This post is sponsored by HealthBeacon plc.
I’ll always remember what it was like the first time I ever did a self-injection. I was sitting in my gastroenterologist’s office with his nurse, petrified and shaking like a leaf. The sheer thought of inflicting pain on myself and putting a biologic drug into my body was overwhelming and daunting. Everything about my reality felt so foreign. Fast forward more than 13 years and now I feel like a pro when it comes to giving myself the same medication. I’ve found my groove, know what it takes to get in the zone, and have found a routine and ritual, if you will, that allows me to get in the right headspace each time I do my injection.
When I started doing my self-injections, I was a 24-year-old, single morning news anchor, living in Wisconsin. The first year or so of doing my shots made me emotional and filled me with dread. I’ve always done my injections every other Monday. Back then, I would start counting down the days 10 days out. Now, I have to look at my planner to remind myself it’s time to do my medication. With time comes comfort and confidence. It’s not unusual to feel sadness or worry when you are on the journey of doing all you can to manage your health condition and improve your quality of life.
Since starting my injections back in July 2008, I’ve always done them in the evenings. One of my guilty pleasures has always been watching the Bachelor/Bachelorette, which just happens to be on Monday nights. I worked the morning shift in TV news for seven years. My alarm clock would go off at 2 a.m., five days a week. The last thing I felt like doing was giving myself an injection at that time. I’ve always felt the most comfortable settling into the evening, after dinner, knowing the day is behind me and that the reward of ice cream afterwards is a possibility.
A play-by-play of my process
I had the opportunity to check in with patients across several disease communities who also self-inject. Here are some of their tips and tricks:
Michelle: “I try not to think about it too much. I find if I psych myself up, I’ll sit there forever with the syringe in my hand and not be able to get it done. I do best if I get it done between tasks or if I’m rushing to get somewhere—like in between meetings at work or just before a dinner date, a situation where I have no choice but to get it over with.”
Helen: “I have my husband do my injection for me because I am a needle-phobe. I prefer to use numbing cream to help cope with the pain.”
Jenny: “I used to have to hype myself up so I would play my favorite song and dance during the intro and most of the first verse. I had it timed to go with the music once I started using the alcohol wipe, etc. I finished with a band-aid by the end of the first chorus. I’m all about using cool band-aids. Right now, I have some shaped like tacos and some like ninjas, it helps me feel better about needing to inject myself!”
Jaclyn: “I make sure I’m alone in the bathroom or a room there’s no risk of my son or my dog bumping into me.”
Britney: “I have to count to three or else I can’t put the needle in. Sometimes I count to three a few times, even though I’ve done self-injections for years.”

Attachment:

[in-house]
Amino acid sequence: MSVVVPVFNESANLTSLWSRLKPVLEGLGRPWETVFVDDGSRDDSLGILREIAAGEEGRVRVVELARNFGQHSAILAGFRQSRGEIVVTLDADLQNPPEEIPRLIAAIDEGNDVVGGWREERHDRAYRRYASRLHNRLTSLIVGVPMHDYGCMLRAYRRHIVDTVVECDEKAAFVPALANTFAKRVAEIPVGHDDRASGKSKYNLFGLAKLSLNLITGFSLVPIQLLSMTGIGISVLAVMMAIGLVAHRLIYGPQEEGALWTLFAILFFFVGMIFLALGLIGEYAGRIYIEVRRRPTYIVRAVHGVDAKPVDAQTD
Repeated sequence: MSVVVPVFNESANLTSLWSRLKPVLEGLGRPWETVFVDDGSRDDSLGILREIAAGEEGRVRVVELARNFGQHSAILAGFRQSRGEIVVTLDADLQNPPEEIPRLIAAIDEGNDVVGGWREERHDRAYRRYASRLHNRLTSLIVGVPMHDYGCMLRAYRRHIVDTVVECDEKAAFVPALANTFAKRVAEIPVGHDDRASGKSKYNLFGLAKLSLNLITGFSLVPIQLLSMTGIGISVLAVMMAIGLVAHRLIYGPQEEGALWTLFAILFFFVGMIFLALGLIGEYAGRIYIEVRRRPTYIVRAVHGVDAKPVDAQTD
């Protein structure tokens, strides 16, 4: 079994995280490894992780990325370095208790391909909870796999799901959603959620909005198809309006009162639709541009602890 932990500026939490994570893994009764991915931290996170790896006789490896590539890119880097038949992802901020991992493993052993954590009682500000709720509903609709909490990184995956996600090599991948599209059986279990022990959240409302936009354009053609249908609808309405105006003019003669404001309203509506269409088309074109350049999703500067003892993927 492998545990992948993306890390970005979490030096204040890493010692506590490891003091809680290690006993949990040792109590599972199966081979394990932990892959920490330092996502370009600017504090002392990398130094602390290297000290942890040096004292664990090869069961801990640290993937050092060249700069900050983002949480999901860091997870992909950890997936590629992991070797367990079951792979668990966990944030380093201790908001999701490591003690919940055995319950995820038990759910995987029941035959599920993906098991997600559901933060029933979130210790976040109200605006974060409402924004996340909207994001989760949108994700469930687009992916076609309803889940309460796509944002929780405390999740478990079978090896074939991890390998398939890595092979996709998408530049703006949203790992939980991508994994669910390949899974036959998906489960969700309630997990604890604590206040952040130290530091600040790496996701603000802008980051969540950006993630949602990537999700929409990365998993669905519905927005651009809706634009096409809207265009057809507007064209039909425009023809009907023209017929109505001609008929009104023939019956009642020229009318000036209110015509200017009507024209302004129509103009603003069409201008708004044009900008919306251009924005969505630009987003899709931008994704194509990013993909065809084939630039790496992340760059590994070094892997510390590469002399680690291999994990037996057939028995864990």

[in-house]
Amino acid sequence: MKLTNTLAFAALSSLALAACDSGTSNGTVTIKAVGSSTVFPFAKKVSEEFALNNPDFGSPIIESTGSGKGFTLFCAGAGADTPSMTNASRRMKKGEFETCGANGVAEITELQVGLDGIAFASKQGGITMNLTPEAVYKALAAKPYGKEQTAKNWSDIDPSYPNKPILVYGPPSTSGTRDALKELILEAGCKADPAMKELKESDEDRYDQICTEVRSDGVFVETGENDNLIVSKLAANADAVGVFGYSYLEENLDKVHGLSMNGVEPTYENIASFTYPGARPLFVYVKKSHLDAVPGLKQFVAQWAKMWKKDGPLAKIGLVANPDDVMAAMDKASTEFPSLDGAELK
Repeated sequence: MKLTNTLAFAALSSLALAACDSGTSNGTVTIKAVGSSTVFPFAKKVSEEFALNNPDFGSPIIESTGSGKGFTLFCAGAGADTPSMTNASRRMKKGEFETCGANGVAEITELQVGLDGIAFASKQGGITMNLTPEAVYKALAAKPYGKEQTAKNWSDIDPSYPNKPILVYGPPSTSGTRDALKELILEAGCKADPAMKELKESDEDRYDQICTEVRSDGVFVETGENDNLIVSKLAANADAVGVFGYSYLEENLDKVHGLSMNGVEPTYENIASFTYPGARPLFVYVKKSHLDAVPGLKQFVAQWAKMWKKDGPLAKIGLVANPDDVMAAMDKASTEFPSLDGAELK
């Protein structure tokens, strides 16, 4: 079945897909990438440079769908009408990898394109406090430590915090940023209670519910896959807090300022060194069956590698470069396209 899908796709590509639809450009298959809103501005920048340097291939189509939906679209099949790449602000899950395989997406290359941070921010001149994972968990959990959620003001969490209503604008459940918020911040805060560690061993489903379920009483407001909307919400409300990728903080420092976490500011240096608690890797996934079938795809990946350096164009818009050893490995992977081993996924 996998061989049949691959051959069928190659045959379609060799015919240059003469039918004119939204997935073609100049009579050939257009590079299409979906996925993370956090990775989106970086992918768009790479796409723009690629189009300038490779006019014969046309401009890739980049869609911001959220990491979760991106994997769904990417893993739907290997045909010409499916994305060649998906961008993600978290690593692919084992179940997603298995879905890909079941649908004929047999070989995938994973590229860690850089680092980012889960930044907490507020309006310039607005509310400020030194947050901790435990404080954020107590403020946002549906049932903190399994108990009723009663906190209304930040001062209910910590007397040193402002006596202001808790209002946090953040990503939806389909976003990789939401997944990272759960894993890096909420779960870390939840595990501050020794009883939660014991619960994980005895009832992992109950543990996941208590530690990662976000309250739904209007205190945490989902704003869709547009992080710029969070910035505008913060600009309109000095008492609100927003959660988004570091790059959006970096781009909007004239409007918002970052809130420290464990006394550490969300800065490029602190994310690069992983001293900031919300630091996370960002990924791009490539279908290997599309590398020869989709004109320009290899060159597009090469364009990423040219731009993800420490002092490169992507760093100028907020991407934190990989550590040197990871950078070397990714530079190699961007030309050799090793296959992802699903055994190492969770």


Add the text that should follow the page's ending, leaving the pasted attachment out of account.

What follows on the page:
Lori: “I start thinking about the exact place I am going to inject and how lucky I am to have this option that wasn’t available when I was diagnosed 41 years ago. I always inject in my leg. I squeeze multiple areas to see where it feels best and hopeful it won’t hurt.
Jessica: “I always do mine at bedtime. I bring my ice pack and supplies with me and read while I ice my leg. Then, when it’s time, my husband always does it with me so I’m not alone.”
Sherry: “I typically take my injection out of the fridge then procrastinate a day or two or three before finally deciding it’s time. I use a syringe and can only do a small area on my tummy where I don’t have scars. Hurts too much in my thighs. It’s a quick process once I make the decision and it hurts for less than a minute and then I go on my way.”
Natalie (Sparacio) Hayden, 38, is a former TV news anchor and reporter living in the Midwest. Her mission in life is to be an advocate for those battling inflammatory bowel disease and to show that a chronic illness doesn’t have to dull your sparkle. Natalie was diagnosed with Crohn’s disease in July 2005, two months after graduating from college. After nearly a decade in TV news, she decided to start sharing her patient journey when she left the news desk in 2014. Along with her blog, Lights, Camera, Crohn's: An Unobstructed View, Natalie is involved with the Janssen IBD Patient Engagement Research Council, IBD Social Circle, a Patient Ambassador for Gali Health, a Patient Leader for WEGO Health, and a contributor to Everyday Health, Healthy Women, the IBD Healthline app, Mamas Facing Forward, and IBD Moms. She is also an active volunteer and spokesperson for the Crohn’s and Colitis Foundation, specifically the Mid-America Chapter. Natalie is a mom of three and lives with her husband in St. Louis.
* Content is for informational and educational purposes only and does not substitute professional medical advice. Always consult and follow the instructions of your healthcare provider and any patient information leaflet for your medicine.
This post is sponsored by HealthBeacon plc and the author was compensated. The author does not use Smart Sharps Bin. All opinions expressed are those of the author and do not necessarily reflect the position of HealthBeacon plc or Hamilton Beach Brands, Inc.